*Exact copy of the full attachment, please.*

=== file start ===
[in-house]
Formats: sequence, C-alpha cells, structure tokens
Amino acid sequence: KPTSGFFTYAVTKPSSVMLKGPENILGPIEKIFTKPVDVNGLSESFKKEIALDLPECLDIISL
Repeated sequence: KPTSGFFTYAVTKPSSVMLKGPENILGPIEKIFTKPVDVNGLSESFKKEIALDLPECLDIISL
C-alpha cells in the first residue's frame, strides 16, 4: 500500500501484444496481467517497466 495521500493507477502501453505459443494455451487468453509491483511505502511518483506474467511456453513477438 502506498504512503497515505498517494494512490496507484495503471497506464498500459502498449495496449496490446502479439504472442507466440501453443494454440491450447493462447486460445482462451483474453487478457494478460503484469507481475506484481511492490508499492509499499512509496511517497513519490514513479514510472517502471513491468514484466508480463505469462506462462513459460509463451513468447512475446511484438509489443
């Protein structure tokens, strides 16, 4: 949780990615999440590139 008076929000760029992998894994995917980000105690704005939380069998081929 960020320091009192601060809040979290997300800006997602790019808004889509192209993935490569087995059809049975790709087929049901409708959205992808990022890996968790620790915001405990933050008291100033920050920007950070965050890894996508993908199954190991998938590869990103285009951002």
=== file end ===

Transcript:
[in-house]
Formats: sequence, C-alpha cells, structure tokens
Amino acid sequence: KPTSGFFTYAVTKPSSVMLKGPENILGPIEKIFTKPVDVNGLSESFKKEIALDLPECLDIISL
Repeated sequence: KPTSGFFTYAVTKPSSVMLKGPENILGPIEKIFTKPVDVNGLSESFKKEIALDLPECLDIISL
C-alpha cells in the first residue's frame, strides 16, 4: 500500500501484444496481467517497466 495521500493507477502501453505459443494455451487468453509491483511505502511518483506474467511456453513477438 502506498504512503497515505498517494494512490496507484495503471497506464498500459502498449495496449496490446502479439504472442507466440501453443494454440491450447493462447486460445482462451483474453487478457494478460503484469507481475506484481511492490508499492509499499512509496511517497513519490514513479514510472517502471513491468514484466508480463505469462506462462513459460509463451513468447512475446511484438509489443
């Protein structure tokens, strides 16, 4: 949780990615999440590139 008076929000760029992998894994995917980000105690704005939380069998081929 960020320091009192601060809040979290997300800006997602790019808004889509192209993935490569087995059809049975790709087929049901409708959205992808990022890996968790620790915001405990933050008291100033920050920007950070965050890894996508993908199954190991998938590869990103285009951002």